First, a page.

Mental health professionals in Japan have long known that the reason for the unnecessarily high suicide rate in Japan is due to unemployment, bankruptcies, and the increasing levels of stress on businessmen and other salaried workers who have suffered enormous hardship in Japan since the bursting of the stock market bubble here that peaked around 1997. Until that year Japan had annual suicide of rate figures between 22,000 and 24,000 each year. Following the bursting of the stock market and the long term economic downturn that has followed here since the suicide rate in 1998 increased by around 35% and since 1998 the number of people killing themselves each year in Japan has consistently remained well over 30,000 each and every year to the present day.

    The current worldwide recession is of course impacting Japan too, so unless the new administration initiates very proactive and well funded local and nationwide suicide prevention programs and other mental health care initiatives, including tackling the widespread problem of clinical depression suffered by so many of the general population, it is very difficult to foresee the previous government’s stated target to reduce the suicide rate to around 23,000 by the year 2016 as being achievable. On the contrary the numbers, and the human suffering and the depression and misery that the people who become part of these numbers, have to endure may well stay at the current levels that have persistently been the case here for the last ten years. It could even get worse unless even more is done to prevent this terrible loss of life.

    During these last ten years of these relentlessly high annual suicide rate numbers the English media seems in the main to have done little more than have someone goes through the files and do a story on the so-called suicide forest or internet suicide clubs and copycat suicides (whether cheap heating fuel like charcoal briquettes or even cheaper household cleaning chemicals) and mirrors at stations, and now lights at stations, without focusing on the bigger picture and need for effective action and solutions.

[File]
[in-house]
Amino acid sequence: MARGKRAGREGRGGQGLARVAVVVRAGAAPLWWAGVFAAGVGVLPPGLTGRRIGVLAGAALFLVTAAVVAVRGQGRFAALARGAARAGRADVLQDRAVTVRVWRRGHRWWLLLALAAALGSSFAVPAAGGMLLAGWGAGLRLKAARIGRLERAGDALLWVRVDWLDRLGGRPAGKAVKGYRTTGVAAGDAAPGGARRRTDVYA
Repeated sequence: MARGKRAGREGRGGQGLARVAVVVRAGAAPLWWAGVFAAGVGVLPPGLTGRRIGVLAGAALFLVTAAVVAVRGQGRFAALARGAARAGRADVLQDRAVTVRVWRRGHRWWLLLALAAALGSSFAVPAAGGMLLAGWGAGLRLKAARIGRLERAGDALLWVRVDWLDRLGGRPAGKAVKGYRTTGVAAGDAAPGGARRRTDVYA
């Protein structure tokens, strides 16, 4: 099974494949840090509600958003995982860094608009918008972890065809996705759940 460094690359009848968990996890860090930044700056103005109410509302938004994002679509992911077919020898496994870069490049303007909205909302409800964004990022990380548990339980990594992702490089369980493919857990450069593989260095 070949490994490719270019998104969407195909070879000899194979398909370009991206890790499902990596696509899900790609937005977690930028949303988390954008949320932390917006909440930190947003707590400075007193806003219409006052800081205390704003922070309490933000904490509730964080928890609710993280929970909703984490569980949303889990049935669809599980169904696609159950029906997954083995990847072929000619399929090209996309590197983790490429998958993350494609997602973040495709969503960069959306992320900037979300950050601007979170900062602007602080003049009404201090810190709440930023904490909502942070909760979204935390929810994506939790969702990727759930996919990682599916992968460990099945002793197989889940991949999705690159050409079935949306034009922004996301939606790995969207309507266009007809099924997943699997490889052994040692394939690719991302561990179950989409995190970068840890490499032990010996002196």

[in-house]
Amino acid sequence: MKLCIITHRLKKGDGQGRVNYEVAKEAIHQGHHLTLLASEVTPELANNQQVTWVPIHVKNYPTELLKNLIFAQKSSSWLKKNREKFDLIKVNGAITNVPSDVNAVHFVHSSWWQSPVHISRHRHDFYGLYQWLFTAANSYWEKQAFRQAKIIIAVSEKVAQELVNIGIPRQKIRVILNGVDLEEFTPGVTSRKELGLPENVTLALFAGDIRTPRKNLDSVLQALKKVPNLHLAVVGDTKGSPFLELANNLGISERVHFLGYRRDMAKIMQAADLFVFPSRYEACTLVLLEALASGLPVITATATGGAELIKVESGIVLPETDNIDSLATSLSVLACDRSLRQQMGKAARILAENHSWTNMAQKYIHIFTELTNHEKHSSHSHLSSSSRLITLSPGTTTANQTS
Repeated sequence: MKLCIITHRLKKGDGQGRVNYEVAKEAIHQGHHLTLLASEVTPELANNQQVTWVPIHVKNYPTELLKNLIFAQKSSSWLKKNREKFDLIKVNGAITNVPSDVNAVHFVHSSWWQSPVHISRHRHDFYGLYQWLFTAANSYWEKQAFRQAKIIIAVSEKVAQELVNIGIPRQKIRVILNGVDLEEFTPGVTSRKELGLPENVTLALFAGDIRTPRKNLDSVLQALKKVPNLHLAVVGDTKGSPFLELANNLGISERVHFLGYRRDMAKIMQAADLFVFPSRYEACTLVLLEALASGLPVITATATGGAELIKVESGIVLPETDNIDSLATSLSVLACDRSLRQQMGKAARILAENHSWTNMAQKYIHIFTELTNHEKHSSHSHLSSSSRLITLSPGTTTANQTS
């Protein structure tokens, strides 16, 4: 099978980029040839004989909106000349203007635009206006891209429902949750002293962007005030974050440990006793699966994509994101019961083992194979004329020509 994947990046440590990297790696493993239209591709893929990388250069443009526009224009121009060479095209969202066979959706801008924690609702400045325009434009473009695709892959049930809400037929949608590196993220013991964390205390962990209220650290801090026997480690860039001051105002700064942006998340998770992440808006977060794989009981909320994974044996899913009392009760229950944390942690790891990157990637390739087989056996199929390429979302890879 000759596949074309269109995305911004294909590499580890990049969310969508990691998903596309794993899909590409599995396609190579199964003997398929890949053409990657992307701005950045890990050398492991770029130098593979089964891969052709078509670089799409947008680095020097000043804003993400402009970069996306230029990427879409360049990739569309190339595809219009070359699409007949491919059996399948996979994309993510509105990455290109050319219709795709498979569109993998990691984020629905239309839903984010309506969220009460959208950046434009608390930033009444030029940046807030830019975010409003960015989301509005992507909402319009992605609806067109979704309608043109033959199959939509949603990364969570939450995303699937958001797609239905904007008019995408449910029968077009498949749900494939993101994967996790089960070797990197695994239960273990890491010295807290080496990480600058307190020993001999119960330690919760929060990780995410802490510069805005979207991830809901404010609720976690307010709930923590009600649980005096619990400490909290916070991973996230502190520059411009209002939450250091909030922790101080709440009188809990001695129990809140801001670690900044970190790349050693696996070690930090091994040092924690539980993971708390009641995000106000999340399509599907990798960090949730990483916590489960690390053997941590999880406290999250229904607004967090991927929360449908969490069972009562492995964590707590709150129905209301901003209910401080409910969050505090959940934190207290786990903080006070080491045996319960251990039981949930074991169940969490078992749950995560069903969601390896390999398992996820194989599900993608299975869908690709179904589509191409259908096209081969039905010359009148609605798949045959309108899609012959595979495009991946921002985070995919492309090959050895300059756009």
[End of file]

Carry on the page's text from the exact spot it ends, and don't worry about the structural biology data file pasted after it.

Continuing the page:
Economic hardship, bankruptcies and unemployment have been the main cause of suicide in Japan over the last 10 years, as the well detailed reports behind the suicide rate numbers that have been issued every year until now by the National Police Agency in Japan show only to clearly if any journalist is prepared to learn Japanese or get a bilingual researcher to do the research to get to the real heart of the tragic story of the long term and unnecessarily high suicide rate problem in Japan.

    I would also like to suggest that as many Japanese people have very high reading skills in English that any articles (or works of fiction which I appreciate this is) dealing with suicide in Japan could usefully provide contact details for hotlines and support services for people who are depressed and feeling suicidal.

    Useful telephone numbers and links for Japanese residents of Japan who speak Japanese and are feeling depressed or suicidal:
    Inochi no Denwa (Lifeline Telephone Service):

    Japan: 0120-738-556
    Tokyo: 3264 4343

    Tokyo Counseling Services:
    http://tokyocounseling.com/english/
    http://tokyocounseling.com/jp/

    http://www.counselingjapan.com